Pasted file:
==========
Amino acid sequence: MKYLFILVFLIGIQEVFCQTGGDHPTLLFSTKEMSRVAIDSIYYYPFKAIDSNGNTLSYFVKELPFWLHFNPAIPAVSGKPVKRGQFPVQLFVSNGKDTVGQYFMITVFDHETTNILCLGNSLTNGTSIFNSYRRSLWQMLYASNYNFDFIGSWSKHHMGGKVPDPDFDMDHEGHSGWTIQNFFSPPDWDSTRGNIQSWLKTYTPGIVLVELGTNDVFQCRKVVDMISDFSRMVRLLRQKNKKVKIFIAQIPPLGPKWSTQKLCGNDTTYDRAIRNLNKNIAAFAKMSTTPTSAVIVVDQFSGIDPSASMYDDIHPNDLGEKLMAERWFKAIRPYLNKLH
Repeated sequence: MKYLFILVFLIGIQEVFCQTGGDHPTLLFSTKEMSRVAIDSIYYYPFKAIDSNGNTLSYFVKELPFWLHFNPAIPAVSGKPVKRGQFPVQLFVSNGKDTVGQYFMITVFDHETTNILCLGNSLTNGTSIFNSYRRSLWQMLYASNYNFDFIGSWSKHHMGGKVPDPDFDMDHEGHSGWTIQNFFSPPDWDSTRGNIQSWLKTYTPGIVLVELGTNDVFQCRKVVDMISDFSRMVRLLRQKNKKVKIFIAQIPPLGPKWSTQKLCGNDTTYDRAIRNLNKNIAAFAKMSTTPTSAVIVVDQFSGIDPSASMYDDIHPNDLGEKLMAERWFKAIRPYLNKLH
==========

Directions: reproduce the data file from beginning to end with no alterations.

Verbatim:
Amino acid sequence: MKYLFILVFLIGIQEVFCQTGGDHPTLLFSTKEMSRVAIDSIYYYPFKAIDSNGNTLSYFVKELPFWLHFNPAIPAVSGKPVKRGQFPVQLFVSNGKDTVGQYFMITVFDHETTNILCLGNSLTNGTSIFNSYRRSLWQMLYASNYNFDFIGSWSKHHMGGKVPDPDFDMDHEGHSGWTIQNFFSPPDWDSTRGNIQSWLKTYTPGIVLVELGTNDVFQCRKVVDMISDFSRMVRLLRQKNKKVKIFIAQIPPLGPKWSTQKLCGNDTTYDRAIRNLNKNIAAFAKMSTTPTSAVIVVDQFSGIDPSASMYDDIHPNDLGEKLMAERWFKAIRPYLNKLH
Repeated sequence: MKYLFILVFLIGIQEVFCQTGGDHPTLLFSTKEMSRVAIDSIYYYPFKAIDSNGNTLSYFVKELPFWLHFNPAIPAVSGKPVKRGQFPVQLFVSNGKDTVGQYFMITVFDHETTNILCLGNSLTNGTSIFNSYRRSLWQMLYASNYNFDFIGSWSKHHMGGKVPDPDFDMDHEGHSGWTIQNFFSPPDWDSTRGNIQSWLKTYTPGIVLVELGTNDVFQCRKVVDMISDFSRMVRLLRQKNKKVKIFIAQIPPLGPKWSTQKLCGNDTTYDRAIRNLNKNIAAFAKMSTTPTSAVIVVDQFSGIDPSASMYDDIHPNDLGEKLMAERWFKAIRPYLNKLH